Scotland's marginal farmlands, rough grazings and modern forestry plantations are rich in the remains of settlements and field systems that pre-date agricultural improvements of the 18th and 19th centuries. They include a broad range of structures, including farm buildings, small mills and grain-drying kilns, as well as curvilinear field boundaries, tiny enclosures called 'planticrubs', head dykes and broad, curving rig and furrow cultivation.
In some instances on improved farmland these sites have been ploughed flat but have been recorded as cropmarks on aerial photographs or as artefact scatters. When excavated, the surviving evidence usually dates to the 17th or 18th centuries and it has proved difficult to identify specifically medieval examples.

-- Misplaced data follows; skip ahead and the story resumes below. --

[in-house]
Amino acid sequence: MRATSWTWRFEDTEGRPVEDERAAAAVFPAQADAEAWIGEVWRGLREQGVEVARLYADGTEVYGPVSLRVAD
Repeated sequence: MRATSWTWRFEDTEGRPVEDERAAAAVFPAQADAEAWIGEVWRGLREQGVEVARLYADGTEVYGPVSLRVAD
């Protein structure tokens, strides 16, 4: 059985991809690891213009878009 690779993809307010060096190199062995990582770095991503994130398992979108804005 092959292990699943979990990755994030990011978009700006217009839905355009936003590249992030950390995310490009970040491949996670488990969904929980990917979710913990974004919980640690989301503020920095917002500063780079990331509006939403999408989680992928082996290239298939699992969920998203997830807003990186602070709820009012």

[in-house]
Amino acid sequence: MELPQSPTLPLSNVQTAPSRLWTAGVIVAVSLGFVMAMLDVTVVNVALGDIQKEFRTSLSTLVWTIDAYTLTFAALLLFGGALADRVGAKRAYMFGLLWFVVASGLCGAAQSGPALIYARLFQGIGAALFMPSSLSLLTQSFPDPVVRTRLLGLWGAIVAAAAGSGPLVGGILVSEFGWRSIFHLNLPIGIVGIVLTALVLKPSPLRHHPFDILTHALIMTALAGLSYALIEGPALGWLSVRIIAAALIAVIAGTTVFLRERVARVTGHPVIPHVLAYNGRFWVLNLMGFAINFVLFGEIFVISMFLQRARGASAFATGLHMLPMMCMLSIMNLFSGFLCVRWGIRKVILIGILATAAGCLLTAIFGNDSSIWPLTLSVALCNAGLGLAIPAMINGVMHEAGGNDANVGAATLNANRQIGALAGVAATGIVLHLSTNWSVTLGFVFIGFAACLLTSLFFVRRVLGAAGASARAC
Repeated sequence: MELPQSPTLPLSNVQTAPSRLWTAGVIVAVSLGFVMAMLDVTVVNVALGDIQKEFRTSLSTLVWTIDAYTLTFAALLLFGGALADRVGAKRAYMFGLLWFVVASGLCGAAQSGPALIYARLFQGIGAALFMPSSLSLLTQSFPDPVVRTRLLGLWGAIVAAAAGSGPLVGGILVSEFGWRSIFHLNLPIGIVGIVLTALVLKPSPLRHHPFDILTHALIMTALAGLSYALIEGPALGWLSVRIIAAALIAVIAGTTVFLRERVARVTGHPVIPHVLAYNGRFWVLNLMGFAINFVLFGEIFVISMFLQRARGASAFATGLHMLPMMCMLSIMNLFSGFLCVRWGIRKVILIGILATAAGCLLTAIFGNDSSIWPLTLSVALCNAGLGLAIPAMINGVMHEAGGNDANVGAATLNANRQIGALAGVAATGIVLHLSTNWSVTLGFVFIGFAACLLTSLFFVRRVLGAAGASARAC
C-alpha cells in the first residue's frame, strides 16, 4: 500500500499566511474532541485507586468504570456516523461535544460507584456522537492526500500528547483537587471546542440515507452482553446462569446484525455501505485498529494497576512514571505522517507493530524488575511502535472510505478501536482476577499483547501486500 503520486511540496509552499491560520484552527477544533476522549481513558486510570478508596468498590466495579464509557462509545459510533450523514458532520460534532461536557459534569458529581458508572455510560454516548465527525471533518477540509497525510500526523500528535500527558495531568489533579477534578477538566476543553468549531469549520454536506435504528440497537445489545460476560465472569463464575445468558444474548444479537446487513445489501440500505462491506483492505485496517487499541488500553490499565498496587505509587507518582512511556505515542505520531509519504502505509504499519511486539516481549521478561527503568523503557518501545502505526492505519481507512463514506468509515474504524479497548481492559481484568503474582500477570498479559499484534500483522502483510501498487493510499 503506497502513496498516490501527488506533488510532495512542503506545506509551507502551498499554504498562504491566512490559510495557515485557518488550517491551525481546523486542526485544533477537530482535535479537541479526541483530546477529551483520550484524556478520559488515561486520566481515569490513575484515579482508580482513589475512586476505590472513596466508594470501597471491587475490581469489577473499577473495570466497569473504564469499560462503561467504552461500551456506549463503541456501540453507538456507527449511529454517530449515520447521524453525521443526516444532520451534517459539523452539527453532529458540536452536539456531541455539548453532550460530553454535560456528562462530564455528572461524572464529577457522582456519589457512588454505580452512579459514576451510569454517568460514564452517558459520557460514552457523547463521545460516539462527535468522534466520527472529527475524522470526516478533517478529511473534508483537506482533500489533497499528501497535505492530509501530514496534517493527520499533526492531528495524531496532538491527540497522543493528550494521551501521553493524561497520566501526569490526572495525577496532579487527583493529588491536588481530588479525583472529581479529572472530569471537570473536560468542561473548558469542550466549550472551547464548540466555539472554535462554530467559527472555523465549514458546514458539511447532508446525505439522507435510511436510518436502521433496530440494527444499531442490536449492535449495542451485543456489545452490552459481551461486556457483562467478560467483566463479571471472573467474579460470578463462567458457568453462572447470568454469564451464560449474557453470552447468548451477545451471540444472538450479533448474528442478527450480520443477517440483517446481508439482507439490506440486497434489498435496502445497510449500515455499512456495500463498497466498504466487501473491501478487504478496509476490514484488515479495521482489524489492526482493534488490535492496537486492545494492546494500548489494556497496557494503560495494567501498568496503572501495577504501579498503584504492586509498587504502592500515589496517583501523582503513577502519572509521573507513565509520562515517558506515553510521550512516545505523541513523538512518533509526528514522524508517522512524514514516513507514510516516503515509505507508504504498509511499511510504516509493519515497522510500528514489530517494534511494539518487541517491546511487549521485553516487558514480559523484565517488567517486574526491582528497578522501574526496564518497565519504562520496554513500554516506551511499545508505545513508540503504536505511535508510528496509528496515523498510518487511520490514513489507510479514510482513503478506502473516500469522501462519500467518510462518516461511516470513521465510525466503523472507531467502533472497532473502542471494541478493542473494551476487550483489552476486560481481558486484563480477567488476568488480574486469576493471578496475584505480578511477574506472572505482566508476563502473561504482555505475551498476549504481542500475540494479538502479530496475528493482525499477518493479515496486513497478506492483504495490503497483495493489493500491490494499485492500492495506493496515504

The remains of the early medieval settlement at Philip Haugh in Selkirkshire are visible as a series of cropmarks in the image. Various features are identifiable including a substantial enclosed burial ground with many graves in the centre of the photograph.